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April 19, 2014 / 19 Nisan, 5774
At a Glance

Posts Tagged ‘the forgotten refugees’

Victimhood as Foreign Policy

Sunday, September 23rd, 2012

Would Israel’s ambassador to the U.N. have called on the world body “to tell the 850,000 untold stories of Jewish refugees from Arab countries…” had the Palestinians not made the return of their “refugees” to Israel a foundational point for the securing of a comprehensive peace agreement with the Jewish state?

“We are 64 years late, but we are not too late,” said Israel’s Deputy Foreign Minister Danny Ayalon last Friday.

So why now?

Sadly, it appears that the Israeli foreign policy establishment has given up on convincing the international community as to the essential rightness of the Zionist enterprise. Rather, by attempting to push the issue of Jewish “refugees” from Arab lands to the top of the U.N.’s agenda, Israelis abdicating the moral high ground in favor of sinking into a battle of victimhood narratives with the Palestinians.

Such a lack of conviction bespeaks a general sense of malaise emanating from Jerusalem, where Israel’s leaders have evidently thrown up their hands and embraced the belief that the best defense against anti-Israel bias is a compelling story of mass expulsion.

Now, Minister Ayalon is absolutely correct in asserting that “this issue was never emphasized enough…We have decided to bring it up, to flush out the truth.” It’s a crying shame, not to mention a blight on the records of successive Israeli administrations, that the greatest single demographic upheaval in the modern history of the Middle East was a story largely left untold inside of Israel.

As such, it is altogether appropriate that the Israeli national zeitgeist make room for the largely-forgotten history of Jewish refugees who were summarily expelled from Arab lands.

For while much thought, research, ink and media coverage has been dedicated in recent years to the European Holocaust, the wave of anti-Semitism and violence that swept Arab states in the wake of Israel’s establishment has long been given short shrift.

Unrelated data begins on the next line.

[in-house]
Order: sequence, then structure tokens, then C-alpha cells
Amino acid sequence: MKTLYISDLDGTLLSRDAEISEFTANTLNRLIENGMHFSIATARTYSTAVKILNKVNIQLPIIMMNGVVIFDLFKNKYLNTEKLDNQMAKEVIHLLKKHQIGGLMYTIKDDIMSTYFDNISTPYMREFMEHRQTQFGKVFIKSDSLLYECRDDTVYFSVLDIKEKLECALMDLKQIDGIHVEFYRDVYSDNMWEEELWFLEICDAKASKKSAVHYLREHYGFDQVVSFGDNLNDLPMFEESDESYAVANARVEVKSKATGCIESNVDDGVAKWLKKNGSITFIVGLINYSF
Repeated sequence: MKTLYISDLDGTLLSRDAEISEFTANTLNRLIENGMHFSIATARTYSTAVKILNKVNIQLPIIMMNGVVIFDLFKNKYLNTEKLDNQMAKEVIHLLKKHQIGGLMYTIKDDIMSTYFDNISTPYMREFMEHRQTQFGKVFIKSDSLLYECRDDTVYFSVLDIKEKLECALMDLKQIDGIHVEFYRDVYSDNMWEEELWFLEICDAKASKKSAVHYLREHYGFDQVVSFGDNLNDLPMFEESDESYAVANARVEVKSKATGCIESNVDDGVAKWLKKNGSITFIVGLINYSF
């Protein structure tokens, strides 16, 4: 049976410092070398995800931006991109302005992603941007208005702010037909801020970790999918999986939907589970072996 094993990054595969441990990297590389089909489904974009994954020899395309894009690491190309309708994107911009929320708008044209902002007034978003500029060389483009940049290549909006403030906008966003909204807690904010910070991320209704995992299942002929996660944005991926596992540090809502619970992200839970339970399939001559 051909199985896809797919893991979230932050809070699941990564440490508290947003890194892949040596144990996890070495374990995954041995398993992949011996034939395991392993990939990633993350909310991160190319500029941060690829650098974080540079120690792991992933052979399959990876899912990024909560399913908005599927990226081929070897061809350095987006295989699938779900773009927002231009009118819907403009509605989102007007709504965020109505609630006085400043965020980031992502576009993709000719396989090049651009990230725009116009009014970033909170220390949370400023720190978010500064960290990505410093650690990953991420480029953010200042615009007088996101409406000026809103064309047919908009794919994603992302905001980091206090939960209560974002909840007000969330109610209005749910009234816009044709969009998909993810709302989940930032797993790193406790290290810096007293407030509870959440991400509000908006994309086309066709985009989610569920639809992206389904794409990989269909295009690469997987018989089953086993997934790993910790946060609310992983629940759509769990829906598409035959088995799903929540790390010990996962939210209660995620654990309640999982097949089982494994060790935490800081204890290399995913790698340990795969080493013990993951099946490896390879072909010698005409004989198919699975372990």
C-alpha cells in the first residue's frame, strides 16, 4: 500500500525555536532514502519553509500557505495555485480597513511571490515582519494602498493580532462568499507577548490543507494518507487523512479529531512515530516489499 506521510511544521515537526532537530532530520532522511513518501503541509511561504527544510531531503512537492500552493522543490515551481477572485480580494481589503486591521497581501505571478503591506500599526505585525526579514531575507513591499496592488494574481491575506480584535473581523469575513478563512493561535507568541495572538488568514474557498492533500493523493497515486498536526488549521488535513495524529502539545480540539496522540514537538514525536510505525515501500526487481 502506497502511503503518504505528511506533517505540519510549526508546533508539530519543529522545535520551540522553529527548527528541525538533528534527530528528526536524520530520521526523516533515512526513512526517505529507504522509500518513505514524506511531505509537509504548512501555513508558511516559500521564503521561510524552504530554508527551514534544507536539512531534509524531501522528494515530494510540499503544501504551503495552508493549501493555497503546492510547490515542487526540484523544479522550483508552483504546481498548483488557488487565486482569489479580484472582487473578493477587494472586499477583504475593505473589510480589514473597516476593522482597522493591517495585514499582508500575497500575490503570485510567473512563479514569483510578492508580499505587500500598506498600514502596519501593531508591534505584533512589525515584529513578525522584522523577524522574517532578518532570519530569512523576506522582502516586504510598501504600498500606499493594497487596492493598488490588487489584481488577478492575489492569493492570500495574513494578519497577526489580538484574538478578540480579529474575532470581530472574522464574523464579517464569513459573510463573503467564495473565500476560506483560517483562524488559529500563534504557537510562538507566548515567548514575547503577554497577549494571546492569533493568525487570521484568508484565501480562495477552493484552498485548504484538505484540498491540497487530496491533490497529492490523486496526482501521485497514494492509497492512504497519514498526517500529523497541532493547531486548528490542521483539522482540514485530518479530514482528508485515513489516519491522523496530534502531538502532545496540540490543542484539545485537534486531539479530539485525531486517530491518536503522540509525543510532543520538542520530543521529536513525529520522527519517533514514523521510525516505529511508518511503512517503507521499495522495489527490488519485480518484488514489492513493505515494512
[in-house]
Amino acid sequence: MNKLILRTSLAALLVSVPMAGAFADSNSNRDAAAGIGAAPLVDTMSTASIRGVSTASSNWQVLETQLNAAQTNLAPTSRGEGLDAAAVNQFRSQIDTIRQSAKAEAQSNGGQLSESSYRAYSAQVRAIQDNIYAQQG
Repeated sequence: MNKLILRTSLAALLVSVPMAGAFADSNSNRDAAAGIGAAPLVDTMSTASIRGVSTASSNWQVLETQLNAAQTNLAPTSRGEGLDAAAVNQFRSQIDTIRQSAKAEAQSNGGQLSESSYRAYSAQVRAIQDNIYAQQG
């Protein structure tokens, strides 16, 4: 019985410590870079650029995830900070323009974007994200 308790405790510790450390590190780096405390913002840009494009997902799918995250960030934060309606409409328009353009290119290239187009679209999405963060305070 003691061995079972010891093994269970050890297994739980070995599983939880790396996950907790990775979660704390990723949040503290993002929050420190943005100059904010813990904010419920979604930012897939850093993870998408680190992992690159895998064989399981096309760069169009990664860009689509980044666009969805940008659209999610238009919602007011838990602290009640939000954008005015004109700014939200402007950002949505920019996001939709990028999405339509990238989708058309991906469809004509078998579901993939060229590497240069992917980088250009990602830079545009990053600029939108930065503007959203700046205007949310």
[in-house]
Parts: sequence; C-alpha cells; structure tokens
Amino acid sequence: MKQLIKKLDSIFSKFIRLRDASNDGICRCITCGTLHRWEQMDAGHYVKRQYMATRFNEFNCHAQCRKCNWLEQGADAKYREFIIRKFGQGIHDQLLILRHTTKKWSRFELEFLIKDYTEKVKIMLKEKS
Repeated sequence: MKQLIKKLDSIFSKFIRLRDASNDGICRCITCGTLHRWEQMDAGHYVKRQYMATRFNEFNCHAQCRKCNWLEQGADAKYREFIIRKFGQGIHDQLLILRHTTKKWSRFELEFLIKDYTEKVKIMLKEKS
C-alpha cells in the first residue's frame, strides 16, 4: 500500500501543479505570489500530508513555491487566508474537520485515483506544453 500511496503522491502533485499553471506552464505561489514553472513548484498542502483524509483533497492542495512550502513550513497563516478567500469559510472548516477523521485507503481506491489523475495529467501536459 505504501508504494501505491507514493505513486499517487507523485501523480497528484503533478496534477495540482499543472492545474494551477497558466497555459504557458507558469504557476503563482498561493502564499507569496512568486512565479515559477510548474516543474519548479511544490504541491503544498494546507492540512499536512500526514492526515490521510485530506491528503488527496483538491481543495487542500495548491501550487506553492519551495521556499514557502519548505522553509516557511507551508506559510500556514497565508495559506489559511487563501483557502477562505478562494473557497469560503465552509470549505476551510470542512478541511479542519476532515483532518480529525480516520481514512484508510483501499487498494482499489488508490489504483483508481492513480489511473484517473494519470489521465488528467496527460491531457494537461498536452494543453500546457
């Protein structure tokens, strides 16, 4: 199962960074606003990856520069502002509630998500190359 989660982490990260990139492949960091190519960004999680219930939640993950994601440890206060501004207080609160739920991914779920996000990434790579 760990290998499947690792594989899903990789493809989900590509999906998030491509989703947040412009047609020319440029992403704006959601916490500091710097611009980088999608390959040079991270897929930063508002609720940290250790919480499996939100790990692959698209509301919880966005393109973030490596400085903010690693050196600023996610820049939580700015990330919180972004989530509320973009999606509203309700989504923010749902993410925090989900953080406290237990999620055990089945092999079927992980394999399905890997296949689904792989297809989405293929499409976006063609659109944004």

However, the politicizing of this dark chapter in Jewish history is but a rather lame attempt to stem the growing tide of pro-Palestinian sentiment that has seemingly swept across our world.

For Israel to make any kind of headway by way of ‘hasbara’ (public relations efforts for Israel) it need only remember and repeat these immutable facts regarding the genesis of the Palestinian “refugee” issue:

Settling for approximately one-quarter of the land mass that had been promised by the original partition plan, Jewish leaders made strenuous efforts to encourage their Arab neighbors to stay on and help build up the new state of Israel.

A large majority of local Arabs responded to the call for coexistence by violently rejecting it.  Egged on by a bellicose leadership that darkly warned that its bullets wouldn’t distinguish between Arabs and Jews, hundreds of thousands of Palestinian Arabs summarily packed up and took off, having been reassured that they would be able to return once the foreign Zionist entity had been snuffed out.

What followed was an invasion by seven Arab countries. Had the Arabs accepted the two-state solution, as formulated by the UN in 1947, it is quite likely that war would have been avoided and a separate Palestinian country would have come into existence.

That a refugee problem arose as a result of the invasion is an irrefutable fact. Yet, the births of many sovereign nation have resulted in mass displacement and other social upheavals. Unique to the saga of the Palestinian refugee, however, is the phenomenon of the magically multiplying refugees. From close to 750,000 in 1948, today Palestinian refugees number over 5 million.  Is there any other displaced group on earth that passes their refugee status on genetically?

And while Palestinians around the Middle East have subsequently been used as pawns in a decades-long attempt to destabilize and delegitimize the sovereign state of Israel, Jewish immigrants – that’s right, “immigrants” – from Arab lands were absorbed into Israeli society, where many of their progeny would go on to assume prominent roles within Israeli society.